The staff in the SEC’s Division of Corporation Finance (CorpFin) has a long history of reviewing filings made under the Securities Act of 1933 and the Securities Exchange Act of 1934. The intent of the review is to monitor and enhance compliance with applicable disclosure and accounting requirements.
Until Sarbanes-Oxley, these reviews were periodic and not subject to specific intervals. Section 408 of the Sarbanes-Oxley Act requires the SEC to review companies who issue Exchange Act reports at least once every three years, with many companies being reviewed more frequently. In addition to the scheduled reviews, the SEC staff also conducts targeted reviews.
CorpFin does not publicly disclose the criteria it uses to select companies and filings for review, but Section 408 asks the SEC to consider the following selection criteria:
Once a company's filing is selected, the extent of the review may be (1) a full cover-to-cover review, (2) a review of the financial statements and related disclosures (e.g., MD&A), or (3) a targeted review of one or more specific items of disclosure. The identified reviewer of the filing concentrates on critical disclosures that appear to conflict with SEC rules or the applicable accounting standards and on disclosures that appear to be materially deficient in explanation or clarity. The reviewer evaluates the disclosure from a potential investor’s perspective and asks questions that an investor might ask when reading the document.
CorpFin performs its reviews through 11 Assistant Director (AD) offices organized based on specialized industry, accounting, and disclosure expertise. A registrant’s AD assignment is shown in EDGAR following the basic company information that precedes the company’s filing history. This organizational structure can sometimes explain why multiple companies in the same industry receive very similar comments around the same time.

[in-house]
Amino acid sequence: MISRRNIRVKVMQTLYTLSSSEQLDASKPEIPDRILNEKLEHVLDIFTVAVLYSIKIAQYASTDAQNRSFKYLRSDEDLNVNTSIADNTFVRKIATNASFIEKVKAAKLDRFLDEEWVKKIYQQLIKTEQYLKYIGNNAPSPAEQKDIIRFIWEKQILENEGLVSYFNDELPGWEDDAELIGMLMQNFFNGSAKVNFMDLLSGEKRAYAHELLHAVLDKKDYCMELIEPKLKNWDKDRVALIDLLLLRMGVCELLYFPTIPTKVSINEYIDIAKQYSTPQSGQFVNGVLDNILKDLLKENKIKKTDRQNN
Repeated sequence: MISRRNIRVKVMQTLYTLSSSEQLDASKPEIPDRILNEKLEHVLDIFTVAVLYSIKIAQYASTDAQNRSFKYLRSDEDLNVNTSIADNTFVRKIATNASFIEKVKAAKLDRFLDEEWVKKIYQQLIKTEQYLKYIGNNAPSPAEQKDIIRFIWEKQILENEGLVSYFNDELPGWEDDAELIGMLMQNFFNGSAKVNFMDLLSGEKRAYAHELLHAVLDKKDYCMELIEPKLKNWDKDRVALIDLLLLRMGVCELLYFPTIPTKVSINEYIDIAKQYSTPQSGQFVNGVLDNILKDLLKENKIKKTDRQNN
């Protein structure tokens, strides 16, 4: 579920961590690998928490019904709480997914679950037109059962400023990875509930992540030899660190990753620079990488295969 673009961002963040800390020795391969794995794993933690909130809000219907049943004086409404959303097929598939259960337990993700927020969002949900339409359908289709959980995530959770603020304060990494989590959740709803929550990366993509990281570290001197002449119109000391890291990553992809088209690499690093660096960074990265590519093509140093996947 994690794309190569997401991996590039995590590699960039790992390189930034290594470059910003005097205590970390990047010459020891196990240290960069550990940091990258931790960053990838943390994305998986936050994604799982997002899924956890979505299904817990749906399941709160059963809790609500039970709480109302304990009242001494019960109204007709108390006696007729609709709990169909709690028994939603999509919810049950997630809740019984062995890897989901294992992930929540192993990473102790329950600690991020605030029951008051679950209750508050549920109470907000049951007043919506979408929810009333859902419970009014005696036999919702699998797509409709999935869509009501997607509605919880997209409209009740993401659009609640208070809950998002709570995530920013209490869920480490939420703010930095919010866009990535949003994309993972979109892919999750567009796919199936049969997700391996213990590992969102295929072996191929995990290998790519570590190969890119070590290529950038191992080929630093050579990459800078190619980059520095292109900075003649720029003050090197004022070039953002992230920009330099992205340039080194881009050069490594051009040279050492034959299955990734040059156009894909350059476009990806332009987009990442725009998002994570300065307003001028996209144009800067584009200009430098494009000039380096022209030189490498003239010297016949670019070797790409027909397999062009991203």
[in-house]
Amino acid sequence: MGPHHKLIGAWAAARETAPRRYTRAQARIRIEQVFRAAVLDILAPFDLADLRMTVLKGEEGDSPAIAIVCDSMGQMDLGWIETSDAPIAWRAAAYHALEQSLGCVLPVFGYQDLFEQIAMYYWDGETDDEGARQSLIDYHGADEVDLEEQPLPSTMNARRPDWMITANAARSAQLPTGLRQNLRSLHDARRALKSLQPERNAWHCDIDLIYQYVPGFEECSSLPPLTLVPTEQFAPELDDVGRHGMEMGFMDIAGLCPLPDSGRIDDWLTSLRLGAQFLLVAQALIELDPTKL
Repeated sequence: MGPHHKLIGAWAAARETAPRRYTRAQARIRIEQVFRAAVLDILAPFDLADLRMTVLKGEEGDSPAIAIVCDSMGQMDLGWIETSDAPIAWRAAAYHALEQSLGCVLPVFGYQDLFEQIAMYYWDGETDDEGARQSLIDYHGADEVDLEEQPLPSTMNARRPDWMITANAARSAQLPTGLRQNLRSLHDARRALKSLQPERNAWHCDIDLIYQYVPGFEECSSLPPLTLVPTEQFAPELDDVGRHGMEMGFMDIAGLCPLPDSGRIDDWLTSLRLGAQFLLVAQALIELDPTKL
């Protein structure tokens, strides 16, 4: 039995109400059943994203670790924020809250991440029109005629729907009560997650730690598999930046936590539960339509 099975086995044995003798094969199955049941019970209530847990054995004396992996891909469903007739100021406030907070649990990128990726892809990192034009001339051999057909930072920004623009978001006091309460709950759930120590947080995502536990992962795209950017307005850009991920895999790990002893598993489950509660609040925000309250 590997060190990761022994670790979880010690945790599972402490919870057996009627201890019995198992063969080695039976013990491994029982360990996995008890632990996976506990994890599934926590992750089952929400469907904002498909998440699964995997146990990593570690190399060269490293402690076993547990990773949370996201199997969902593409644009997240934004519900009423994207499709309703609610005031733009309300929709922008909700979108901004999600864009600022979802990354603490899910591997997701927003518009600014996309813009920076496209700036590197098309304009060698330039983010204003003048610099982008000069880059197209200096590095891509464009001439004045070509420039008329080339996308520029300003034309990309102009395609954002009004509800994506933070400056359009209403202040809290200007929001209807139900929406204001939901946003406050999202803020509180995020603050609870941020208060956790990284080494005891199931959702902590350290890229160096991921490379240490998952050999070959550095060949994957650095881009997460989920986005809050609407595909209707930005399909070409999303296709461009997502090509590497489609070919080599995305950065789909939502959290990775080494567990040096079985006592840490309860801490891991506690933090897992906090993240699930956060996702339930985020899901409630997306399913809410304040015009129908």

Comments are based primarily on a company’s disclosure and other public information, such as information on the company’s website, in press releases, or discussed on analyst calls. Nonpublic information, such as whistleblower tips and PCAOB inspection reports, can also be a source of comments. Comments reflect the SEC staff’s understanding of the applicable facts and circumstances. In comments, the SEC staff may request that a company provide additional supplemental information so that they can better understand the company’s disclosure, or may ask that the company provide additional or different disclosure in a future filing or change the accounting and/or revise the disclosure by filing an amendment.
When responding to the SEC staff, keep these best practices in mind:
The company or its representatives should feel free to involve the SEC’s Office of the Chief Accountant (OCA) (distinct from CorpFin's Office of the Chief Accountant) at any stage in this process. Generally, OCA addresses questions concerning the application of GAAP while CorpFin resolves matters concerning the age, form, and content of financial statements required to be included in a filing.
When a company has resolved all comments on an Exchange Act registration statement, a periodic or current report, or a preliminary proxy statement, CorpFin provides the company with a letter to confirm that its review of the filing is complete.
When a company has resolved all comments on a Securities Act registration statement, the company may request that the SEC declare the registration statement effective so that it can proceed with the transaction.
A more detailed discussion of the filing review process used by the Division of Corporation Finance can be found on the SEC's website at: http://www.sec.gov/divisions/corpfin/cffilingreview.htm